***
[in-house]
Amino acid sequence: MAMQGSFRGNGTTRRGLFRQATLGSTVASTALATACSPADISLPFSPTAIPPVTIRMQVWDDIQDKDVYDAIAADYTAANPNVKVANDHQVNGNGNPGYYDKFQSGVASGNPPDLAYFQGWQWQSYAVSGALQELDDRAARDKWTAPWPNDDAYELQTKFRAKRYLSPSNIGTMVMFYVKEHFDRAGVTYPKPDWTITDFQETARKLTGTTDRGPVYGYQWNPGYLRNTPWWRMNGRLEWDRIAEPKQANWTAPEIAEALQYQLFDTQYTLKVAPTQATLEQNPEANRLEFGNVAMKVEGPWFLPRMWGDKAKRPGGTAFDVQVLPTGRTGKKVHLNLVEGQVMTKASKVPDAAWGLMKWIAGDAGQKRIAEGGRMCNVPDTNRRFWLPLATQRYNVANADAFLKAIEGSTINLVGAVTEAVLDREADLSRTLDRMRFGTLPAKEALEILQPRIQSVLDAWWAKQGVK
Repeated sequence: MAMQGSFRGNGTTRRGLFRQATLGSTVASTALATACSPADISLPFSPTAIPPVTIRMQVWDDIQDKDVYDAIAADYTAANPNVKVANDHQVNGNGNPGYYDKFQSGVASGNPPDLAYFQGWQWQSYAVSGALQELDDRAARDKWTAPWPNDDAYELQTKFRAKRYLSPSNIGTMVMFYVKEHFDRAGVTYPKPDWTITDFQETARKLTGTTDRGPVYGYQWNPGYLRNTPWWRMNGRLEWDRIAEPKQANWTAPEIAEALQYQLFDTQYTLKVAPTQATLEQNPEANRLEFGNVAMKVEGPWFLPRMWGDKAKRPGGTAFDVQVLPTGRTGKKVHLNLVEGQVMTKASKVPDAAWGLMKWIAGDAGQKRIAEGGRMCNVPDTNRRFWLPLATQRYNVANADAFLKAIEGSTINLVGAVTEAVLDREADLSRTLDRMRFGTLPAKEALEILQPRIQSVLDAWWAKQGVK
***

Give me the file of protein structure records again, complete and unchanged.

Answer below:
[in-house]
Amino acid sequence: MAMQGSFRGNGTTRRGLFRQATLGSTVASTALATACSPADISLPFSPTAIPPVTIRMQVWDDIQDKDVYDAIAADYTAANPNVKVANDHQVNGNGNPGYYDKFQSGVASGNPPDLAYFQGWQWQSYAVSGALQELDDRAARDKWTAPWPNDDAYELQTKFRAKRYLSPSNIGTMVMFYVKEHFDRAGVTYPKPDWTITDFQETARKLTGTTDRGPVYGYQWNPGYLRNTPWWRMNGRLEWDRIAEPKQANWTAPEIAEALQYQLFDTQYTLKVAPTQATLEQNPEANRLEFGNVAMKVEGPWFLPRMWGDKAKRPGGTAFDVQVLPTGRTGKKVHLNLVEGQVMTKASKVPDAAWGLMKWIAGDAGQKRIAEGGRMCNVPDTNRRFWLPLATQRYNVANADAFLKAIEGSTINLVGAVTEAVLDREADLSRTLDRMRFGTLPAKEALEILQPRIQSVLDAWWAKQGVK
Repeated sequence: MAMQGSFRGNGTTRRGLFRQATLGSTVASTALATACSPADISLPFSPTAIPPVTIRMQVWDDIQDKDVYDAIAADYTAANPNVKVANDHQVNGNGNPGYYDKFQSGVASGNPPDLAYFQGWQWQSYAVSGALQELDDRAARDKWTAPWPNDDAYELQTKFRAKRYLSPSNIGTMVMFYVKEHFDRAGVTYPKPDWTITDFQETARKLTGTTDRGPVYGYQWNPGYLRNTPWWRMNGRLEWDRIAEPKQANWTAPEIAEALQYQLFDTQYTLKVAPTQATLEQNPEANRLEFGNVAMKVEGPWFLPRMWGDKAKRPGGTAFDVQVLPTGRTGKKVHLNLVEGQVMTKASKVPDAAWGLMKWIAGDAGQKRIAEGGRMCNVPDTNRRFWLPLATQRYNVANADAFLKAIEGSTINLVGAVTEAVLDREADLSRTLDRMRFGTLPAKEALEILQPRIQSVLDAWWAKQGVK